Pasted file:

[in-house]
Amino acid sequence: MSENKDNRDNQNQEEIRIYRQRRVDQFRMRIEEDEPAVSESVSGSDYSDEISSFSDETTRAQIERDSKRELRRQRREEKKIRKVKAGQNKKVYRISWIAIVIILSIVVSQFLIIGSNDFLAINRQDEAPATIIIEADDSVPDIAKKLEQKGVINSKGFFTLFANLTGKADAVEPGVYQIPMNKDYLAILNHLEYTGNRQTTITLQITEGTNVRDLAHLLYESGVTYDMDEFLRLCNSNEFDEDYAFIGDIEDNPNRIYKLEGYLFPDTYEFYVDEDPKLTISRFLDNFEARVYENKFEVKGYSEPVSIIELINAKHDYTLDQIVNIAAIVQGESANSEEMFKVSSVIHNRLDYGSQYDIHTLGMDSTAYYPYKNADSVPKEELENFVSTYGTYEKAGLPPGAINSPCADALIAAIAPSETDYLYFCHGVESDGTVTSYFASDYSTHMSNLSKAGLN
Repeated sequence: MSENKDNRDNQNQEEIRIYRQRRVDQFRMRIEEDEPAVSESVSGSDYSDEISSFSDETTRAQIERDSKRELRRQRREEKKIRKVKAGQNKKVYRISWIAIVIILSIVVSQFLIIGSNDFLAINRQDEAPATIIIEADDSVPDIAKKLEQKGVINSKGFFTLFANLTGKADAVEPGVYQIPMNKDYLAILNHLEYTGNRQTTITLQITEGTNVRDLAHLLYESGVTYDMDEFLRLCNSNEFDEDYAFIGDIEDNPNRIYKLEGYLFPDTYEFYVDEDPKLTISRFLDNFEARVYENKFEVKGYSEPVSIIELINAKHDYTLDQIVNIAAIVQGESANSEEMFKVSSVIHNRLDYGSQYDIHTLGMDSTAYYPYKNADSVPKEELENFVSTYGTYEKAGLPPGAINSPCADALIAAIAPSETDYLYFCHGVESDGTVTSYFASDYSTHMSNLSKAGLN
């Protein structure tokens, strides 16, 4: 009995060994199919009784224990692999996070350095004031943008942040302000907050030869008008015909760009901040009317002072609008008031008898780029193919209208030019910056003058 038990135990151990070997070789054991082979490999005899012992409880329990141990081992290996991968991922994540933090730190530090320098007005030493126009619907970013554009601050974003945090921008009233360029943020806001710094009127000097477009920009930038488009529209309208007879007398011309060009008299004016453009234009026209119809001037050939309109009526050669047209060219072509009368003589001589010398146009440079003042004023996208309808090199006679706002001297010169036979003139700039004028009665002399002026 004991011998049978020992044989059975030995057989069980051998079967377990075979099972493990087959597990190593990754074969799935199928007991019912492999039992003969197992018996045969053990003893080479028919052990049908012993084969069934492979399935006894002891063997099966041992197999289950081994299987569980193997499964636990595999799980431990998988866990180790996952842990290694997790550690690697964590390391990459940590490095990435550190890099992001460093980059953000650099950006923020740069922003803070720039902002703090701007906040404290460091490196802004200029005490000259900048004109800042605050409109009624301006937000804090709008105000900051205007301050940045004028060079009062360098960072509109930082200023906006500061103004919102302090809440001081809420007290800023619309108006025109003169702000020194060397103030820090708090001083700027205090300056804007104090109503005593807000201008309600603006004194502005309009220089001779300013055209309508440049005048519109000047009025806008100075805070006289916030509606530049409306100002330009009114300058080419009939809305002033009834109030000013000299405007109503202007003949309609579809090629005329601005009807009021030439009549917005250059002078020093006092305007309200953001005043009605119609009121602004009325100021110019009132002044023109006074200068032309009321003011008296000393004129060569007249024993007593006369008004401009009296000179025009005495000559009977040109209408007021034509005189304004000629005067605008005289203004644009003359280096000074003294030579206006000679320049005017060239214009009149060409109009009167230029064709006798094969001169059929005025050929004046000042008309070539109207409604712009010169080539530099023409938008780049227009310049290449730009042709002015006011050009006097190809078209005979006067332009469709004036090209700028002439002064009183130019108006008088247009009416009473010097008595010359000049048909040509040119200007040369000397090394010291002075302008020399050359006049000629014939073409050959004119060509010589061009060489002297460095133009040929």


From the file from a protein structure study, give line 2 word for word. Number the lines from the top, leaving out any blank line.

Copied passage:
Amino acid sequence: MSENKDNRDNQNQEEIRIYRQRRVDQFRMRIEEDEPAVSESVSGSDYSDEISSFSDETTRAQIERDSKRELRRQRREEKKIRKVKAGQNKKVYRISWIAIVIILSIVVSQFLIIGSNDFLAINRQDEAPATIIIEADDSVPDIAKKLEQKGVINSKGFFTLFANLTGKADAVEPGVYQIPMNKDYLAILNHLEYTGNRQTTITLQITEGTNVRDLAHLLYESGVTYDMDEFLRLCNSNEFDEDYAFIGDIEDNPNRIYKLEGYLFPDTYEFYVDEDPKLTISRFLDNFEARVYENKFEVKGYSEPVSIIELINAKHDYTLDQIVNIAAIVQGESANSEEMFKVSSVIHNRLDYGSQYDIHTLGMDSTAYYPYKNADSVPKEELENFVSTYGTYEKAGLPPGAINSPCADALIAAIAPSETDYLYFCHGVESDGTVTSYFASDYSTHMSNLSKAGLN